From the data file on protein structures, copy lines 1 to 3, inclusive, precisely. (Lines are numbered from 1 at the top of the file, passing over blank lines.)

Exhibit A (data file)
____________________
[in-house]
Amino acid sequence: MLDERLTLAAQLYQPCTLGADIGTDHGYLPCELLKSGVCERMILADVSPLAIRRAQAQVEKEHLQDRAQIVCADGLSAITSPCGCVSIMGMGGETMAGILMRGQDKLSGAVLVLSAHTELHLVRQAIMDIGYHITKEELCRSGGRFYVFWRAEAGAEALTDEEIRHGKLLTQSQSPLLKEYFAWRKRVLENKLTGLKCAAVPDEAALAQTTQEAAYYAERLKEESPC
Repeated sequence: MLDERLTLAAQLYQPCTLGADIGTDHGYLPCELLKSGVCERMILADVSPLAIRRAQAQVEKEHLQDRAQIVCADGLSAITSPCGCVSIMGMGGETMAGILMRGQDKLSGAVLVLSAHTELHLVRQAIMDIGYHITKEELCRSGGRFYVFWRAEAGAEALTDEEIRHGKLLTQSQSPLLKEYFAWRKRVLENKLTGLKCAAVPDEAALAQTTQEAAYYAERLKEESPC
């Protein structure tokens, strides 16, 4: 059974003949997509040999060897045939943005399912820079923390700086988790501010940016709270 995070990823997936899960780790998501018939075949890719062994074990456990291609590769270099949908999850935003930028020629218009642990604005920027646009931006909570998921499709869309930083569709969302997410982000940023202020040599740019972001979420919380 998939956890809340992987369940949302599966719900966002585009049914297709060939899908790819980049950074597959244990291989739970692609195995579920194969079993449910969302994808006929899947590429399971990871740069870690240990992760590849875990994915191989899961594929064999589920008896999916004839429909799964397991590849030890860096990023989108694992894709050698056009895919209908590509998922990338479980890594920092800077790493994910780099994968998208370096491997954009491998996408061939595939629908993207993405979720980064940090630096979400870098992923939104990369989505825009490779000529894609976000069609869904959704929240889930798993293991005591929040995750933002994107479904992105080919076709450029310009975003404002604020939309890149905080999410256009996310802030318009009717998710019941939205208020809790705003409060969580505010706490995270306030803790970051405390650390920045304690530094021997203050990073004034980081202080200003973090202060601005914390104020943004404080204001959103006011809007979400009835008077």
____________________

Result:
[in-house]
Amino acid sequence: MLDERLTLAAQLYQPCTLGADIGTDHGYLPCELLKSGVCERMILADVSPLAIRRAQAQVEKEHLQDRAQIVCADGLSAITSPCGCVSIMGMGGETMAGILMRGQDKLSGAVLVLSAHTELHLVRQAIMDIGYHITKEELCRSGGRFYVFWRAEAGAEALTDEEIRHGKLLTQSQSPLLKEYFAWRKRVLENKLTGLKCAAVPDEAALAQTTQEAAYYAERLKEESPC
Repeated sequence: MLDERLTLAAQLYQPCTLGADIGTDHGYLPCELLKSGVCERMILADVSPLAIRRAQAQVEKEHLQDRAQIVCADGLSAITSPCGCVSIMGMGGETMAGILMRGQDKLSGAVLVLSAHTELHLVRQAIMDIGYHITKEELCRSGGRFYVFWRAEAGAEALTDEEIRHGKLLTQSQSPLLKEYFAWRKRVLENKLTGLKCAAVPDEAALAQTTQEAAYYAERLKEESPC